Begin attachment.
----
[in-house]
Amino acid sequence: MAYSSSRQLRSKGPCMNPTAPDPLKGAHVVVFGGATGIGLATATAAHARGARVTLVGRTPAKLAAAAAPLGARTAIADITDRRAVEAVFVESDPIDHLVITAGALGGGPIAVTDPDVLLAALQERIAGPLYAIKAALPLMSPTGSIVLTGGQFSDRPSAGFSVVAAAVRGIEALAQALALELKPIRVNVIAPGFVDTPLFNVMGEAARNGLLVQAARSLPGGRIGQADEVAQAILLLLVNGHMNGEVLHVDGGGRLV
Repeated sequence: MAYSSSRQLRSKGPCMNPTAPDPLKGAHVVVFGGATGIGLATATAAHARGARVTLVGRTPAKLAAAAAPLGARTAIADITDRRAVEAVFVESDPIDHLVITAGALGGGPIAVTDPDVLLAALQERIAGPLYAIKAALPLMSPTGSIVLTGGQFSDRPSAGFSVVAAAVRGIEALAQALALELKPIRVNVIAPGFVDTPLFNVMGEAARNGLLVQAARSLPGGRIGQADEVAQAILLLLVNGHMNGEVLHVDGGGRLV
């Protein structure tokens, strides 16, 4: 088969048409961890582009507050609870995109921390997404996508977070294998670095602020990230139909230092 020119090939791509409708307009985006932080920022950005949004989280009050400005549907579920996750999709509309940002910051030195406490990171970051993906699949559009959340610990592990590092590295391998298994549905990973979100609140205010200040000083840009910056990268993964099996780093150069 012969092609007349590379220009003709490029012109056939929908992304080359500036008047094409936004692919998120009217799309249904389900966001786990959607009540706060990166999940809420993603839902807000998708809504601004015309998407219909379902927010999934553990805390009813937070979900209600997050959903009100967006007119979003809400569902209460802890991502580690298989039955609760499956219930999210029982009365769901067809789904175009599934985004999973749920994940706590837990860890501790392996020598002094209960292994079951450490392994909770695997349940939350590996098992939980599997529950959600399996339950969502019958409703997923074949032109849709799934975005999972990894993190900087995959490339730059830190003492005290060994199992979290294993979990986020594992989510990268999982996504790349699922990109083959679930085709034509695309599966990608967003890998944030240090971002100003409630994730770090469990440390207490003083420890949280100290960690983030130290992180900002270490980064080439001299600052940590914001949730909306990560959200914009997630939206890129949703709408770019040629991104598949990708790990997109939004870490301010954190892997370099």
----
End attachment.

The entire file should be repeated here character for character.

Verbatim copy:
[in-house]
Amino acid sequence: MAYSSSRQLRSKGPCMNPTAPDPLKGAHVVVFGGATGIGLATATAAHARGARVTLVGRTPAKLAAAAAPLGARTAIADITDRRAVEAVFVESDPIDHLVITAGALGGGPIAVTDPDVLLAALQERIAGPLYAIKAALPLMSPTGSIVLTGGQFSDRPSAGFSVVAAAVRGIEALAQALALELKPIRVNVIAPGFVDTPLFNVMGEAARNGLLVQAARSLPGGRIGQADEVAQAILLLLVNGHMNGEVLHVDGGGRLV
Repeated sequence: MAYSSSRQLRSKGPCMNPTAPDPLKGAHVVVFGGATGIGLATATAAHARGARVTLVGRTPAKLAAAAAPLGARTAIADITDRRAVEAVFVESDPIDHLVITAGALGGGPIAVTDPDVLLAALQERIAGPLYAIKAALPLMSPTGSIVLTGGQFSDRPSAGFSVVAAAVRGIEALAQALALELKPIRVNVIAPGFVDTPLFNVMGEAARNGLLVQAARSLPGGRIGQADEVAQAILLLLVNGHMNGEVLHVDGGGRLV
């Protein structure tokens, strides 16, 4: 088969048409961890582009507050609870995109921390997404996508977070294998670095602020990230139909230092 020119090939791509409708307009985006932080920022950005949004989280009050400005549907579920996750999709509309940002910051030195406490990171970051993906699949559009959340610990592990590092590295391998298994549905990973979100609140205010200040000083840009910056990268993964099996780093150069 012969092609007349590379220009003709490029012109056939929908992304080359500036008047094409936004692919998120009217799309249904389900966001786990959607009540706060990166999940809420993603839902807000998708809504601004015309998407219909379902927010999934553990805390009813937070979900209600997050959903009100967006007119979003809400569902209460802890991502580690298989039955609760499956219930999210029982009365769901067809789904175009599934985004999973749920994940706590837990860890501790392996020598002094209960292994079951450490392994909770695997349940939350590996098992939980599997529950959600399996339950969502019958409703997923074949032109849709799934975005999972990894993190900087995959490339730059830190003492005290060994199992979290294993979990986020594992989510990268999982996504790349699922990109083959679930085709034509695309599966990608967003890998944030240090971002100003409630994730770090469990440390207490003083420890949280100290960690983030130290992180900002270490980064080439001299600052940590914001949730909306990560959200914009997630939206890129949703709408770019040629991104598949990708790990997109939004870490301010954190892997370099």